Gender has been widely subsumed by many as a catch all for issues pertaining to the inequalities which women may face across their lives. But the term also invites us to respond to the challenge of running out equality in our societies for men, women, girls and boys. Gender has classically referenced either of the two sexes (male and female), and drawn our attention to the multiple, heavily encoded, socially enforced, and historically embedded cultural differences which have accreted around our biological differences, conventionally physically rooted in differentiated reproductive function. Gender Impact, is an inclusive term, inviting us to look at the role of culture and social coding in our embodied lives, especially in our LGBTQi aware world. Our work over the last decade has predominantly explored Gender Mainstreaming, Gender Impact reporting, the Gender Pay Gap, and the Gender Health and Educational gaps which can be mapped internationally. Women and girls are the ones who we see again and again on the underside of gendered inequalities, systemically established over centuries of encoding. Change is coming, but it requires intentional investment and sustained resources to see the equality, respect, and flourishing for all, regardless of gender, that many in the C suite now take for granted in the third millennium.
Women and Gender Impact: When asked the open question: ‘How do you think your gender has affected your working life?’ women graduates in Cambridge read this as to whether their gender had been an issue or problem for them specifically in the workplace. Concerns that Gender inequality or bias, even in the privileged environment of a University town such as Cambridge, where IbixInsight’ s offices are located, can lead to a squandering of talent, being out of kilter with a rapidly changing society – feeling as if ‘one is in a foreign country’ Professor Mary Beard, or that ‘Gender is in the grain of all that we do’ Professor Gillian Beer, or that the main challenges only start to kick in when marriage and children arrive on the scene, the impact of our Gender is intersectionally realised, shifting in its ferocity and depth according to geolocation, class, ethnicity, skin colour, language group, educational investment, religious community, work environment, marital and reproductive status, age, sexuality, physical and mental health and abilities.
However, it is not just the workplace where ‘gendered’ impacts can be felt. In this section of our site, you will be invited to explore some of the work we undertake in addressing Gender Based Violence, Gender discrimination, Gender based harassment, and Gender exclusions in relation to the educational opportunities, life chances, health access, regionally and internationally manifested, alongside the challenges to which our graduate respondents in Cambridge responded to, realised within the public world of work.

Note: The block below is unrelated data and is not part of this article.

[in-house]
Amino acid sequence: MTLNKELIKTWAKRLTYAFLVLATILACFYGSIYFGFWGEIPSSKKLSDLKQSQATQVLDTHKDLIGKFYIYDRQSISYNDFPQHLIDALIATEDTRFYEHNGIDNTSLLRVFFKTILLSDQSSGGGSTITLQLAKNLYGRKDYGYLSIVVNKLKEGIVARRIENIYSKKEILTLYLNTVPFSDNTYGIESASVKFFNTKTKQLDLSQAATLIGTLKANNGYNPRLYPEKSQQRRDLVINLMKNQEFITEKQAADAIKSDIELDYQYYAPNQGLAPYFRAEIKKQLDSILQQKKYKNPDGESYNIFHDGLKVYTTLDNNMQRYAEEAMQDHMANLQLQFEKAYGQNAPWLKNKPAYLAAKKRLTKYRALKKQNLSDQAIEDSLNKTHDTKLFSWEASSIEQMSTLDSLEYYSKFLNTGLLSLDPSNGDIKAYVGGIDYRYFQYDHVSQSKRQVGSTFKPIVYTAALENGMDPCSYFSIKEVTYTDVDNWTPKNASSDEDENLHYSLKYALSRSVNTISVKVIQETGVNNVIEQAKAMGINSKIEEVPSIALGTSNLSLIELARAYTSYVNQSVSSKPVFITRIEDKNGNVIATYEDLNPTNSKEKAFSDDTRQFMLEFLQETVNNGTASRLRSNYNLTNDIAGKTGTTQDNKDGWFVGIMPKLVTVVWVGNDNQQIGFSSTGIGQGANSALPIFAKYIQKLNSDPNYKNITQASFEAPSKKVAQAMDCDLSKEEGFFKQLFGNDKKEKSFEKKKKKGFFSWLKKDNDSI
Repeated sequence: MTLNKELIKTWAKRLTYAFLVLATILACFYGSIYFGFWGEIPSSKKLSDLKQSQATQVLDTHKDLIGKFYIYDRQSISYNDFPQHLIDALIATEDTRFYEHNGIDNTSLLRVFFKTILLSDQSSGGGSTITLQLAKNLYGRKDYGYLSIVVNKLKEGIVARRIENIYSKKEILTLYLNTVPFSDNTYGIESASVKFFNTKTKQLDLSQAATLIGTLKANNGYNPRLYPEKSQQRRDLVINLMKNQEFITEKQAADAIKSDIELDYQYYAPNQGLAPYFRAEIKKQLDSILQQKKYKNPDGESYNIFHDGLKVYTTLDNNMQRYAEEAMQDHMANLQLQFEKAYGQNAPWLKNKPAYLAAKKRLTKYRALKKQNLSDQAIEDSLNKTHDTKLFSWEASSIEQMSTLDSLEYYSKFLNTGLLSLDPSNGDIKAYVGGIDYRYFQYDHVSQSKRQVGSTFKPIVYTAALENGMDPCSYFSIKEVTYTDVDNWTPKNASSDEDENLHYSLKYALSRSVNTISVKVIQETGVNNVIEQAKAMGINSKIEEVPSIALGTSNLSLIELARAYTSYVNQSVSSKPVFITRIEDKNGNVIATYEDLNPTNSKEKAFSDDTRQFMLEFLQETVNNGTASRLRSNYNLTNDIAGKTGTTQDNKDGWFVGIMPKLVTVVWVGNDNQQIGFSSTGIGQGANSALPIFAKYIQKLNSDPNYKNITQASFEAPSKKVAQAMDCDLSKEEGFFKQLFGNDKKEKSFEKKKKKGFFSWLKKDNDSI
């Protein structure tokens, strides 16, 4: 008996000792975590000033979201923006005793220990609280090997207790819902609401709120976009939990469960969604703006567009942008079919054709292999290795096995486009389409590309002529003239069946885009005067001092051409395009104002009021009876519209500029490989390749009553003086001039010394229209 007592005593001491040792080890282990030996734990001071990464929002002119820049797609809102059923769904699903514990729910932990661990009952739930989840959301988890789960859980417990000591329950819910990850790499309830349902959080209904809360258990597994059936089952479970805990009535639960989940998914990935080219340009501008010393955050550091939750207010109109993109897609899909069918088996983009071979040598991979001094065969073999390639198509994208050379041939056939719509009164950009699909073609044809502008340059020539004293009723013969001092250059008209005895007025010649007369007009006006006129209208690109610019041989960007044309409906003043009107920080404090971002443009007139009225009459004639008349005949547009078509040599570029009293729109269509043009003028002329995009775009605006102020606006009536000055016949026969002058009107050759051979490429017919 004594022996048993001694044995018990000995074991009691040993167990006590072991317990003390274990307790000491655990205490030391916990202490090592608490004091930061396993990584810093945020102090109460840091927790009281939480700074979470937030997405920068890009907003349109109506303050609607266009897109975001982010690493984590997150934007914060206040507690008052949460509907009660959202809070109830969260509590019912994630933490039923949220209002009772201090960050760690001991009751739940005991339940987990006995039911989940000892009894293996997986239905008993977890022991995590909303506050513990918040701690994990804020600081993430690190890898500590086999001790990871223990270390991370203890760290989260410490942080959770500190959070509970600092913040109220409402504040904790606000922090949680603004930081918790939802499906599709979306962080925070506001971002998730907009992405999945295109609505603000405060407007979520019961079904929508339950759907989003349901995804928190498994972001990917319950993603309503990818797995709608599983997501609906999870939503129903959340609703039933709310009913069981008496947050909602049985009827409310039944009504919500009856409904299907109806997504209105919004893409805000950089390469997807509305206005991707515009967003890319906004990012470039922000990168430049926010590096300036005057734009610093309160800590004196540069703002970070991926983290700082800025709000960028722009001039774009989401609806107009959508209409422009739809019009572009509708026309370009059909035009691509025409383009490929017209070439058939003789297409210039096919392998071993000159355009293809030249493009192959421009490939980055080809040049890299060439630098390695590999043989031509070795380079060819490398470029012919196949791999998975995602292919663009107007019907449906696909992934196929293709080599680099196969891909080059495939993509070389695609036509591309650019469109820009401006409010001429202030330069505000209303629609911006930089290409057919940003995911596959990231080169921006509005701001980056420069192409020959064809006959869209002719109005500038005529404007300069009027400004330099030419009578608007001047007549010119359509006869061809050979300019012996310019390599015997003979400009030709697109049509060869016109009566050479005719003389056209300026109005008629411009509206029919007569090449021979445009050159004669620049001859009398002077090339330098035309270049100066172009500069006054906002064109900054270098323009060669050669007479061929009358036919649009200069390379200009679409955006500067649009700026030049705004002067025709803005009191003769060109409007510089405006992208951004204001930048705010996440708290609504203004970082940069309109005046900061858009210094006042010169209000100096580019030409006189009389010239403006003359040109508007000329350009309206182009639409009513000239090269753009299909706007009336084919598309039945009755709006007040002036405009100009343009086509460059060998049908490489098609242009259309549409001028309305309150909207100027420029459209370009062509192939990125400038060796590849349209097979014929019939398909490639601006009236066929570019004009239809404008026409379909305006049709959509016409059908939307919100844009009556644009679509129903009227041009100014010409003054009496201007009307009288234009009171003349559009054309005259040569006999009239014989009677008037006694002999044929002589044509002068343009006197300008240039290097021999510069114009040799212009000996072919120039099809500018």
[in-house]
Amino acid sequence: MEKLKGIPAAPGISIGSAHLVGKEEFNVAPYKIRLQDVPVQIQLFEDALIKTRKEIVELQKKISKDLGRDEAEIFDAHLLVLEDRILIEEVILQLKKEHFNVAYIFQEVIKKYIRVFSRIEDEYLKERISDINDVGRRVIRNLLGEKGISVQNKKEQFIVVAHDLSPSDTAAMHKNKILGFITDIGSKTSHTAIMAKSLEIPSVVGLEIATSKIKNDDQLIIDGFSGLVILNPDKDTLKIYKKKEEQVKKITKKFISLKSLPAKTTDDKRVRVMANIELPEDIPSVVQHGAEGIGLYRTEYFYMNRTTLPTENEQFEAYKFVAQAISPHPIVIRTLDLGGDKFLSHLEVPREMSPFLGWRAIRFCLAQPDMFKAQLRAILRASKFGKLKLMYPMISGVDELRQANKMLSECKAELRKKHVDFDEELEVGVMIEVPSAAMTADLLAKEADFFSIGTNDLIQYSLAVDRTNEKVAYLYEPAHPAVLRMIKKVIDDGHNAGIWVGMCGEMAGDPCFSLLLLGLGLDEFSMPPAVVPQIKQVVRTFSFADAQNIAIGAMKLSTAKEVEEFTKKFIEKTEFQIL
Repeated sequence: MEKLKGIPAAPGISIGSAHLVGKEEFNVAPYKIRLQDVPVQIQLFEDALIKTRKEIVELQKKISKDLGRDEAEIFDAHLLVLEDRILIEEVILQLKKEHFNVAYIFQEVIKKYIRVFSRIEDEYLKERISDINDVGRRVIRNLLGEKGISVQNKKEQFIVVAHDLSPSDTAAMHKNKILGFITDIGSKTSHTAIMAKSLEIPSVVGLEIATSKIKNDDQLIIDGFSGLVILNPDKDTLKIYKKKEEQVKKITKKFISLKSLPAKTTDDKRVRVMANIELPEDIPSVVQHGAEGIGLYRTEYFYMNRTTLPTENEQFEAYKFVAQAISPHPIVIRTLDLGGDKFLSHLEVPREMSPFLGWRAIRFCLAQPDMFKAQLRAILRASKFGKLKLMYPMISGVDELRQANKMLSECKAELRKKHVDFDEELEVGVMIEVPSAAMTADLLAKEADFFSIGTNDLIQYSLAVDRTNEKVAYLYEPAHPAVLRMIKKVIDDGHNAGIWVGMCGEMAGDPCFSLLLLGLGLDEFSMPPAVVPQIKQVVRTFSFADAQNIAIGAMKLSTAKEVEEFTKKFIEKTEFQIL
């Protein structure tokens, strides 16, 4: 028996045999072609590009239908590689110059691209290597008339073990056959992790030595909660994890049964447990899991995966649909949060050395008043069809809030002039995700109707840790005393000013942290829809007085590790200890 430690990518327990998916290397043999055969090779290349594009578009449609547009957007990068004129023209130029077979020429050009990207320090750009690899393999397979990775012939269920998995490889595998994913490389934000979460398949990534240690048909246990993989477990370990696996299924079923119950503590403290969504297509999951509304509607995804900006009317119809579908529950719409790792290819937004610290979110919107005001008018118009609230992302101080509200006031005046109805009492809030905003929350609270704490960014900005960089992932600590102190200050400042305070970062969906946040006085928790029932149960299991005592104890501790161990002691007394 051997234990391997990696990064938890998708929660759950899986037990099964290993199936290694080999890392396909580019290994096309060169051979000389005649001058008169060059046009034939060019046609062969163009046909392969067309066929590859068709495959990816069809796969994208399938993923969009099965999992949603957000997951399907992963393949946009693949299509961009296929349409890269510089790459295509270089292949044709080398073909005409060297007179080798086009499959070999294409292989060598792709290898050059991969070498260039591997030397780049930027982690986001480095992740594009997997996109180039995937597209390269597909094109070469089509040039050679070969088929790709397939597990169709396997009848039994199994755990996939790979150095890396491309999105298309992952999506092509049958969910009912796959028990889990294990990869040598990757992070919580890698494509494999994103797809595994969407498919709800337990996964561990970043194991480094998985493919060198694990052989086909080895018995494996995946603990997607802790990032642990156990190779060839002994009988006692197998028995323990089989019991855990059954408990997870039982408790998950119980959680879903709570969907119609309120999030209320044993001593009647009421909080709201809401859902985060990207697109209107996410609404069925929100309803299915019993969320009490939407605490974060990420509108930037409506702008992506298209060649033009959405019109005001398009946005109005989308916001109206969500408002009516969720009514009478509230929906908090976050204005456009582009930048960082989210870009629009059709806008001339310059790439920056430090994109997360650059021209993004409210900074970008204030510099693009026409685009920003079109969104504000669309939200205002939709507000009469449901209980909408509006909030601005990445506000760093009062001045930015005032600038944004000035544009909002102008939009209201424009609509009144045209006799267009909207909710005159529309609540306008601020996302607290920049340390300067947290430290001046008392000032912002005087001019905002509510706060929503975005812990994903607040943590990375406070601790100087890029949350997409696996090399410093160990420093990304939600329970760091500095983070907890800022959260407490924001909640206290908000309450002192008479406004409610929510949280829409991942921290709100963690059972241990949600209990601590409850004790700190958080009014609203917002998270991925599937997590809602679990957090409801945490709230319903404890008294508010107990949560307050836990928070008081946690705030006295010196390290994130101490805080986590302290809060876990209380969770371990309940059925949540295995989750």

Gender Impact Assessments
Gender impact assessments have been defined as examples of an ante evaluation, analysis or assessment of a law, policy or programme, which makes it possible to identify, through an act of creative brainstorming, incorporating interdisciplinary, intersectional and strategic considerations, a preventative way forward to mitigate the likelihood of any given decision having negative consequences for the state of equality between women and men.
Thus, the central question of the gender impact assessment is: Does a law, policy or programme reduce, maintain or increase the gender inequalities between women and men?
The European Commission has defined a gender impact assessment as follows:
“A Gender impact assessment is the process of comparing and assessing, according to gender relevant criteria, the current situation and trend with the expected development resulting from the introduction of the proposed policy.”
“Gender impact assessment is the estimation of the different effects (positive, negative or neutral) of any policy or activity implemented to specific items in terms of gender equality.”
Our team at IbixInsight, is ready to assist you in the development of your Gender Impact Assessments, in order to align the work you undertake in your organisation to most efficaciously generate enhanced gender equality in your programmes and undertakings. Get smarter on SDG 5 – addressing Gender Inequality across all your operations, internally and externally, as we respond to the enormous challenges confronting us all in this next decade.